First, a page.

Commonplace Thoughts of a Residual Welshman: Of Wales, Dragons and Whales

If you’re Welsh, even residually so, then you undoubtedly know that the dragon on the Welsh flag is the red dragon of Cadwaladr, King of Gwenedd.  Sadly, Cadwaladr died of the plague in 682. But his fame did not die with him, as he and his dragon were often aspects of stories that would point to the rightful claim of the throne of England and Wales based on a prophecy by the Welsh Myrddin (i.e. the wizard Merlin), whose association with King Arthur and the Lady Guinevere is his greater claim to fame. But he is also (perhaps a bit less) famous for his prophecy of the Red Dragon’s victory over the White Dragon. The rulers who could demonstrate that their descent came from Cadwaladr (as the Red dragon was his dragon, and therefore Welsh, like Myrddin, i.e. Merlin) could use the red dragon as their emblem, which would give them the rightful claim to the throne of England and Wales.

Lady Guinevere and Merlin from the 1917 illustrated edition of Sir Thomas Mallory’s The Romance of King Arthur and his Knights of the Round Table (

When in 1485 Henry Tudor, e.g., arrived in Wales, he took up the red dragon emblem as clear proof that he had fulfilled Myrddin’s prophecy recorded by Geoffrey of Monmouth; Henry’s victory at Bosworth Field allowed him to demonstrate his rightful claim to the throne, and he took the dragon as his personal emblem. His rather sexually robust and better-known son, Henry VIII, also thus claimed his descend from Cadwaladr, and therefore could establish his as the officially sanctioned birth right to the throne. And the Welsh dragon even wound up on Henry VIII’s coat of arms and remains there to this day, though Henry has long since expired, centuries before he might have been, in his older age, an apt poster child for a royal Viagra commercial.

Coat of Arms of Henry VIII (Image courtesy of Sodacani.

But every Welshman worth his salt already knows all that.  And now you know that if Merlin seems a bit gorffwyll (i.e. batty) to you, it might just be because he is actually Myrddin, and therefore actually Welsh.  But I leave that aside.  Rather, let me turn to a few salient details about the Welsh flag proper.

That flag also includes the Tudor colors white and green, and it was used by Henry VII at the aforementioned Battle of Bosworth (1485), and later carried in procession to St. Paul’s Cathedral in London. According to Wikipedia, several cities also feature the red dragon on their own banners and flags, not the least of which is, of course, Cardiff (the capital city of Wales), and the Argentine city of Puerto Madryn, a city founded by roving Welsh émigrés who were voyaging (for unknown reasons) on the clipper ship “Mimosa.” When they put to shore they decided to stay, naming the natural port that they had happened upon “Porth Madryn,” to honor the home of Sir Love Jones-Parry (who was not the first Welshman with an annoying hyphenated name, but was probably among the first). Love Jones-Parry’s homestead (back in Wales, of course) was called “Madryn,” which probably meant something like “Doggy Estate” as madr is the Welsh word for dog. 

Suffice it to say that the Red Dragon of Wales is not simply a local, “gorffwyll” Welsh symbol, but that red beast definitely gets around and is one of the few such symbols to have traversed the sea on a clipper named Mimosa—named, so far as my research bears out, only coincidentally with the same title as the delightful drink “mimosa,” which is also known to be served in Argentina and other parts of the Spanish speaking world. Though perhaps, if the Welsh helmsman of the Mimosa clipper was drinking too many mimosas as he steered that ship, it is understandable how he wound up not in Swansea but in what would later be called Porth Madryn, named for the aforementioned nominally hyphenated person’s estate.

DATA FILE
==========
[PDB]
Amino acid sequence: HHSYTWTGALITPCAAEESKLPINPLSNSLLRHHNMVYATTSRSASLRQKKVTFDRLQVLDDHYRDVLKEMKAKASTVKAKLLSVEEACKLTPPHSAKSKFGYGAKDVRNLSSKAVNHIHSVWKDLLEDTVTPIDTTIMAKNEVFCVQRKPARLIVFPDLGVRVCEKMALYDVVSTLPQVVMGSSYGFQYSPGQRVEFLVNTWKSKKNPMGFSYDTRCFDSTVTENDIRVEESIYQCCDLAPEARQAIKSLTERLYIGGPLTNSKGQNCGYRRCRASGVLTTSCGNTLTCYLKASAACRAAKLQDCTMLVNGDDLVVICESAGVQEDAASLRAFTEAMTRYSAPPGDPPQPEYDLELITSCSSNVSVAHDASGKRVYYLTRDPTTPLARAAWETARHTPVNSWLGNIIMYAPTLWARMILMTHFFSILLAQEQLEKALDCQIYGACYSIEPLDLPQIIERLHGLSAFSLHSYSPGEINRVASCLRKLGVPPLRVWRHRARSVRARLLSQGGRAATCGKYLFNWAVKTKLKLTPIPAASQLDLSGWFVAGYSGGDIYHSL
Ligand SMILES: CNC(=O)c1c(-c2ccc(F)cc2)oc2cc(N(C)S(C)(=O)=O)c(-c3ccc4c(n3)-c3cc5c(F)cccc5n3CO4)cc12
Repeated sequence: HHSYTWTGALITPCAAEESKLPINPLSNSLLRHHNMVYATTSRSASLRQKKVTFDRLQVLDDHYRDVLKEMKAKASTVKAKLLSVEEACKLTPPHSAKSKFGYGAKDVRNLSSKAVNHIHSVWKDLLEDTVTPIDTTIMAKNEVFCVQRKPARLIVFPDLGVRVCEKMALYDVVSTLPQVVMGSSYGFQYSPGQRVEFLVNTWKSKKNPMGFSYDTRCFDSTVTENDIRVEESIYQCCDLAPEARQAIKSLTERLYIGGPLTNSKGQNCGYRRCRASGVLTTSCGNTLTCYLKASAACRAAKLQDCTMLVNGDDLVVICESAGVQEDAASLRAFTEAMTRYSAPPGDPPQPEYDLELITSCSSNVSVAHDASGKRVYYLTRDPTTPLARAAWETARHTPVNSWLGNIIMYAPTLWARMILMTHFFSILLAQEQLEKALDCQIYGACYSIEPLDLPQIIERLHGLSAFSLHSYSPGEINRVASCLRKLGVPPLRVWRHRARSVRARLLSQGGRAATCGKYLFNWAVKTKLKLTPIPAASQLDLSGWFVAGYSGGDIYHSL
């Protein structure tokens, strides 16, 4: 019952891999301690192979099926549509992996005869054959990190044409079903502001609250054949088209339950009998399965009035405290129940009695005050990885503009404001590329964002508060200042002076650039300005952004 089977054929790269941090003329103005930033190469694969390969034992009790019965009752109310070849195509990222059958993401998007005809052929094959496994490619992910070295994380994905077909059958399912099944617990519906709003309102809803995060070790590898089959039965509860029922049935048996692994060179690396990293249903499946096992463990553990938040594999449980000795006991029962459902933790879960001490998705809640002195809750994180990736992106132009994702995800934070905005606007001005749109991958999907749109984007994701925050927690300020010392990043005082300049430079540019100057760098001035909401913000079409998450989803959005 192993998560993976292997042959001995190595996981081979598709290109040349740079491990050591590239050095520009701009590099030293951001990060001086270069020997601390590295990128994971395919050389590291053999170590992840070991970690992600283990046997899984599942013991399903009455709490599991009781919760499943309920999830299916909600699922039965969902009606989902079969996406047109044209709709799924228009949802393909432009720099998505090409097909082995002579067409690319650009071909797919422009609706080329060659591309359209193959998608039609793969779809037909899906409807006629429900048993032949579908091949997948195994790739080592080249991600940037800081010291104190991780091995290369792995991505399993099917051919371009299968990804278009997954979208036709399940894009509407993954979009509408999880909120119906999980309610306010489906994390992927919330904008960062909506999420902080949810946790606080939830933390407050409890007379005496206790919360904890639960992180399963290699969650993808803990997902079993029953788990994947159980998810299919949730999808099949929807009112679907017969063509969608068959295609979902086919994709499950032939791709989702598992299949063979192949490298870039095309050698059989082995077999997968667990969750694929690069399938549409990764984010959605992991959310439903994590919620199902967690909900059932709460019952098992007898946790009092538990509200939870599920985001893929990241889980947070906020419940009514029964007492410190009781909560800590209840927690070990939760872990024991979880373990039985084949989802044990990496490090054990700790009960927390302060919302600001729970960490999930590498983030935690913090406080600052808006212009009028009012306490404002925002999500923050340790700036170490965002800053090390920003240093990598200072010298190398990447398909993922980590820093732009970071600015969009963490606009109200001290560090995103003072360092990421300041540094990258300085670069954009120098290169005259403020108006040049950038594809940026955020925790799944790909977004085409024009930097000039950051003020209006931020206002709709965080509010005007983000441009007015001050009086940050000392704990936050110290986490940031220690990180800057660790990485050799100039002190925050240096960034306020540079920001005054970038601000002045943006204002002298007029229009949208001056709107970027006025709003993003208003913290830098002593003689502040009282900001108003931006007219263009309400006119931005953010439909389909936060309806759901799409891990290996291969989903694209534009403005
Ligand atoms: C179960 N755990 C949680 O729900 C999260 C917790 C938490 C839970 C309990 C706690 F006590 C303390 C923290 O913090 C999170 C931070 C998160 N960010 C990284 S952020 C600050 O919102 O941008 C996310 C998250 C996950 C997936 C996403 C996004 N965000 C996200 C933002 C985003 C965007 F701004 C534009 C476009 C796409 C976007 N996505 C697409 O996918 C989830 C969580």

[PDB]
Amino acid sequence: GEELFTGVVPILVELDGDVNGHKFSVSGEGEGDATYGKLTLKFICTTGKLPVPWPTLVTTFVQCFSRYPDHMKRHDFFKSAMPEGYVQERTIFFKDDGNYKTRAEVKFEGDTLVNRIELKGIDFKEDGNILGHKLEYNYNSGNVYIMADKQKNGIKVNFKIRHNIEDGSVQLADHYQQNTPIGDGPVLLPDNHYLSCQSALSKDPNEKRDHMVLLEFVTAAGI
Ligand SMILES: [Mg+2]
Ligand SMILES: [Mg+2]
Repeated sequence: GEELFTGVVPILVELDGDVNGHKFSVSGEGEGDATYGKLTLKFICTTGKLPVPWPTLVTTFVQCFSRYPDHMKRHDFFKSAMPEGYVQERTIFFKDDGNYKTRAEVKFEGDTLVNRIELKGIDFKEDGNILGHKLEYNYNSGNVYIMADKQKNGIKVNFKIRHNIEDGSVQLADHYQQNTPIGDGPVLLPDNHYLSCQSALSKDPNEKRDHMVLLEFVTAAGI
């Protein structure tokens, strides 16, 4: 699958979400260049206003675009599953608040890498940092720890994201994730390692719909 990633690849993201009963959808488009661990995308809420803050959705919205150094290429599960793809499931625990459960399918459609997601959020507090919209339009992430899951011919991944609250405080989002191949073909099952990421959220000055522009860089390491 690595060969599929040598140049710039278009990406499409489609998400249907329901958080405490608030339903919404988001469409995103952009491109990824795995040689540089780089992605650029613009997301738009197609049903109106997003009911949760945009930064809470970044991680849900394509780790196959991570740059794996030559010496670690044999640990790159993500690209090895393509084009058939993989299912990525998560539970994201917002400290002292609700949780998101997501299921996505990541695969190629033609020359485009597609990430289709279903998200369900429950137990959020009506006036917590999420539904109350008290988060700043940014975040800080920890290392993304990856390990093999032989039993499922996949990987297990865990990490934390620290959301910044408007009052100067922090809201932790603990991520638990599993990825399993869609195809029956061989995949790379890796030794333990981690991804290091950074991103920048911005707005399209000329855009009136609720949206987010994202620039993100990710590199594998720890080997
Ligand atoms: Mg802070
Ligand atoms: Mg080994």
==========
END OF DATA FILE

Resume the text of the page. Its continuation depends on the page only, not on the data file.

But what has this to do with whales? Well, obviously, whales, like clipper ships, are capable of traversing the seas. And lately, allegedly at least, they have been enlisted not in her majesty’s secret service but by the KGB (or whatever Russian spy agency has succeeded the KGB). No, I couldn’t make this up. Such a turn of international affairs is so outrageous that one of the most faithful readers of my blog actually requested that I write about it. Now, not being a spy (or at least not being sufficiently declassified so that I can speak about my association with the CIA), I can’t put the focus of the blog on this, but I can brushstroke the whale in question, for clearly, once a story like this has made its way into international news, it’s very likely to have some credible facts underlying it. It appears that the Russians have trained (sic) and even harnessed (literally) at least one whale in the service of the Russian government and for the purpose of spying.[ How can this work?

It’s simple, really. You would never suspect a whale, any more than you would a dragon. You would never have supposed that Merlin was behind, if far behind, the story of the Welsh national flag, would you? And, similarly, you would never think that a whale wearing a brassier-like harness would be a spy for the Russian government. So that’s how it works.  It’s always the least suspected thing, the improbable thing that is likely to prove true. 

I leave that for you to ponder. Does it apply to life situations as well? Of course, from minor miracles to major ones. Anyone who prays for anything important, large or small, will come to realize that. In the meantime, you may safely put aside your concerns about dragons—but do be wary of speaking with whales with recording devices in their bras. They may be working for the Russians.

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